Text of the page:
Part of Lisa's work involves letters sent to these children and to those who took them in by the parents left behind; the book actually opens with one of these that will immediately draw in the reader to find out more, and more letters and stories are scattered throughout the novel that could tell the story in their own right.
Lisa explains that the Kindertransport story is filled with ambiguities: while she's found many examples of things having worked out for these relocated children, the bulk of the stories are "cases of trauma and upset." Many of the children arrived speaking no English, to poor families, and have had "everything solid ... pulled out from under them." The addition of this researcher, who admittedly can't always "frame the world in objective terms," as academics are supposed to, and the Kindertransport at the heart of this novel, provides the novel with an added dimension. These elements set it apart from the more conventional aspects of the Bauer family story, as does the novel's end.
Far to Go is a wonderful book. What I appreciated most about this novel was not so much the story itself, but something else that may not seem so obvious as you're reading through it. I came away with this feeling that the book works so well because Alison Pick chose a subject that is important to her, and that although she's going to make some money on this book, in many ways it rises above the simply commercial. While she wants her readers to connect with the period of the Holocaust, there's so much more here than just riding the wave of emotions you feel about that time period to get you through the novel. I may get torched for saying this (and flame away), but sometimes I've spotted this approach in a few books set during the Holocaust. There is a real story at work here -- how the Kindertransport affected those who made it out, those who were left behind, and those who made room for these children in their homes. There are, of course, also the events leading up to the need for its creation. I don't mean to imply that Far to Go is at all clinical in the telling, because the opposite is true -- unless you're cold and unfeeling, the novel will unavoidably tug at your emotional heartstrings. I've often noticed that sometimes the best writing happens when an author is passionate about what he/she writes, and that is definitely the case here.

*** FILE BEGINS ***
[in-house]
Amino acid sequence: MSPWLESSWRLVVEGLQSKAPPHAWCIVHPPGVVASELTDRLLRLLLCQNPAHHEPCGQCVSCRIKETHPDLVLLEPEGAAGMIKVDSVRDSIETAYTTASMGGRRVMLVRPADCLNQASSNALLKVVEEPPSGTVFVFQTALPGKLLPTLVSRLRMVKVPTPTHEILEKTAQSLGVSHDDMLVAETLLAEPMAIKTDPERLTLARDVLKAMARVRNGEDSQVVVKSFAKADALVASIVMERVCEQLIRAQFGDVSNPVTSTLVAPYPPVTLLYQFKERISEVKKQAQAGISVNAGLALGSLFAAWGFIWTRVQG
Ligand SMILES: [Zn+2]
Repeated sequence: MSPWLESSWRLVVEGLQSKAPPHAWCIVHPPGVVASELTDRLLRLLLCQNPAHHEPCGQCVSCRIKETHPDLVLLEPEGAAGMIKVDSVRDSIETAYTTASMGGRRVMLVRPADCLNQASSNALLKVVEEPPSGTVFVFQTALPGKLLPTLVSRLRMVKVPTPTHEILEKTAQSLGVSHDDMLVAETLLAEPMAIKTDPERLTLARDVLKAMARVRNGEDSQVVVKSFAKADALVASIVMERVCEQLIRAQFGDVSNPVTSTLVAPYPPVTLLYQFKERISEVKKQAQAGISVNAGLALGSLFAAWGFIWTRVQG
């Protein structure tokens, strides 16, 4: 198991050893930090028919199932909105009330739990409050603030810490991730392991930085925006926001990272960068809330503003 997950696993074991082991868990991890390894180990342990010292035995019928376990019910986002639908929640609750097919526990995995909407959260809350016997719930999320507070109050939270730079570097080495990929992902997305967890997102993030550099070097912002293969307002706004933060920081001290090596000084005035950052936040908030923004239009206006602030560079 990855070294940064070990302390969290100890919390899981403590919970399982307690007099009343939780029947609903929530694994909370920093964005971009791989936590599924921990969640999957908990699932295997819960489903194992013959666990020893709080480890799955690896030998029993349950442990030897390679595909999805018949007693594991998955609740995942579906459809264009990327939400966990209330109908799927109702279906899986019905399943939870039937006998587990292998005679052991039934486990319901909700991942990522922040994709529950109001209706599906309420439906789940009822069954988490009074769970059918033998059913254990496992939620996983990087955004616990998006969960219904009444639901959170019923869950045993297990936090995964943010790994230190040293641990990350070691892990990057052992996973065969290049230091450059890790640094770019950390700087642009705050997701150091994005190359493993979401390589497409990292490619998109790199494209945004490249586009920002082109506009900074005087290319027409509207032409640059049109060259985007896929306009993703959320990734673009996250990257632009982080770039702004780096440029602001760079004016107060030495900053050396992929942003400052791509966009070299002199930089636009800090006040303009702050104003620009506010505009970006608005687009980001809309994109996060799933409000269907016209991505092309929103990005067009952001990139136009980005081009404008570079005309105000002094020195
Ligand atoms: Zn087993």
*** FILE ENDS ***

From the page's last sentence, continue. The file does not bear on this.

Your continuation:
So go get a box of tissues and have nothing else planned while you're reading this book. You will not want to put it down.(less)
Let's face it, Westerns just aren't my thing, and that includes both books and movies. The most "Western" novel I've read is McCarthy's All the Pretty...more
Let's face it, Westerns just aren't my thing, and that includes both books and movies. The most "Western" novel I've read is McCarthy's All the Pretty Horses (and The Crossing, which I'm reading now on Kindle). So after I read the blurb on the dustjacket of The Sisters Brothers which called it "an homage to the classic Western," I was a bit afraid to continue on into the novel. But read it I did, and overall it was a well-written story with some funny moments; I've got mixed feelings about this book: it was highly entertaining yet not overly spellbinding -- a sort of Western turned on its head.